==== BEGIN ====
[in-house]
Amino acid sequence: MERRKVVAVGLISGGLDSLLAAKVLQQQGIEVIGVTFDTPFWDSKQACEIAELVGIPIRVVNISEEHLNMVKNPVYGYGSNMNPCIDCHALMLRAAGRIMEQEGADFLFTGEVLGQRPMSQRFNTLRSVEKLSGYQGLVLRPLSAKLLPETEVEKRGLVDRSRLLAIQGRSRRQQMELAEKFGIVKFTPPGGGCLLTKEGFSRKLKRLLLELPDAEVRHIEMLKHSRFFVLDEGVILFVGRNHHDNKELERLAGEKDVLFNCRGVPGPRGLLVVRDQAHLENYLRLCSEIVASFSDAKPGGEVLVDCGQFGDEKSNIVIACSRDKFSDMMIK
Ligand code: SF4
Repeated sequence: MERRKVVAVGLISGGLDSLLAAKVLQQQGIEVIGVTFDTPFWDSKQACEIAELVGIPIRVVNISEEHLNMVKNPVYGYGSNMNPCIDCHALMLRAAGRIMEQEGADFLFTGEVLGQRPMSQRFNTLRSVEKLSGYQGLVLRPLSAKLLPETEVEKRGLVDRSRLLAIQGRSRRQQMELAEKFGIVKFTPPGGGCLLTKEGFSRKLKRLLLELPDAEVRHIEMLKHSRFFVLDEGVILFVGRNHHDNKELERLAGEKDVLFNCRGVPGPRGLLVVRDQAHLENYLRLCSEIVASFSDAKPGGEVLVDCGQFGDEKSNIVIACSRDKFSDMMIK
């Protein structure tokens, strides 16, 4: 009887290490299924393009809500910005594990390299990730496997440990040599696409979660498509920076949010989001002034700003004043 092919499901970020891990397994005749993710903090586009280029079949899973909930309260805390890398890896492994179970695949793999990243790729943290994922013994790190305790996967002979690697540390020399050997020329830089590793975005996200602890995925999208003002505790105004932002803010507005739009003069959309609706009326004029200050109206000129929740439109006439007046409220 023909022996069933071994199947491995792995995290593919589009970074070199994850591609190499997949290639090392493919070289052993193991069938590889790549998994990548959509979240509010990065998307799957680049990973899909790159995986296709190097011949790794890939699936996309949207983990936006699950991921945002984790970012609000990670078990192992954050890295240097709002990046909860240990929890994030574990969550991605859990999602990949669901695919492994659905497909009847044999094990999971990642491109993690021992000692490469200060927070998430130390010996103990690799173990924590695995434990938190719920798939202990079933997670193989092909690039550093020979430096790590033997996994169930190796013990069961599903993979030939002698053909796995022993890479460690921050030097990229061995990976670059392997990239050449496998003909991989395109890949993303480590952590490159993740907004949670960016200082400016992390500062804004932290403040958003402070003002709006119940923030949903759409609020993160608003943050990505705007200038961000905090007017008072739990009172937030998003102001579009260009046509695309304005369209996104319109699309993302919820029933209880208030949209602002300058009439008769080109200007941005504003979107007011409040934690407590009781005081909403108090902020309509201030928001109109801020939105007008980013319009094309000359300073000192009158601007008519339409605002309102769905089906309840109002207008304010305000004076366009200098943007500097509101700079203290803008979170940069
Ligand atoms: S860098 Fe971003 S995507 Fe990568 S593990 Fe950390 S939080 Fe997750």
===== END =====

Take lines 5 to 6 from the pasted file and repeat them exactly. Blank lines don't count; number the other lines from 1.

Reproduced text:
């Protein structure tokens, strides 16, 4: 009887290490299924393009809500910005594990390299990730496997440990040599696409979660498509920076949010989001002034700003004043 092919499901970020891990397994005749993710903090586009280029079949899973909930309260805390890398890896492994179970695949793999990243790729943290994922013994790190305790996967002979690697540390020399050997020329830089590793975005996200602890995925999208003002505790105004932002803010507005739009003069959309609706009326004029200050109206000129929740439109006439007046409220 023909022996069933071994199947491995792995995290593919589009970074070199994850591609190499997949290639090392493919070289052993193991069938590889790549998994990548959509979240509010990065998307799957680049990973899909790159995986296709190097011949790794890939699936996309949207983990936006699950991921945002984790970012609000990670078990192992954050890295240097709002990046909860240990929890994030574990969550991605859990999602990949669901695919492994659905497909009847044999094990999971990642491109993690021992000692490469200060927070998430130390010996103990690799173990924590695995434990938190719920798939202990079933997670193989092909690039550093020979430096790590033997996994169930190796013990069961599903993979030939002698053909796995022993890479460690921050030097990229061995990976670059392997990239050449496998003909991989395109890949993303480590952590490159993740907004949670960016200082400016992390500062804004932290403040958003402070003002709006119940923030949903759409609020993160608003943050990505705007200038961000905090007017008072739990009172937030998003102001579009260009046509695309304005369209996104319109699309993302919820029933209880208030949209602002300058009439008769080109200007941005504003979107007011409040934690407590009781005081909403108090902020309509201030928001109109801020939105007008980013319009094309000359300073000192009158601007008519339409605002309102769905089906309840109002207008304010305000004076366009200098943007500097509101700079203290803008979170940069
Ligand atoms: S860098 Fe971003 S995507 Fe990568 S593990 Fe950390 S939080 Fe997750």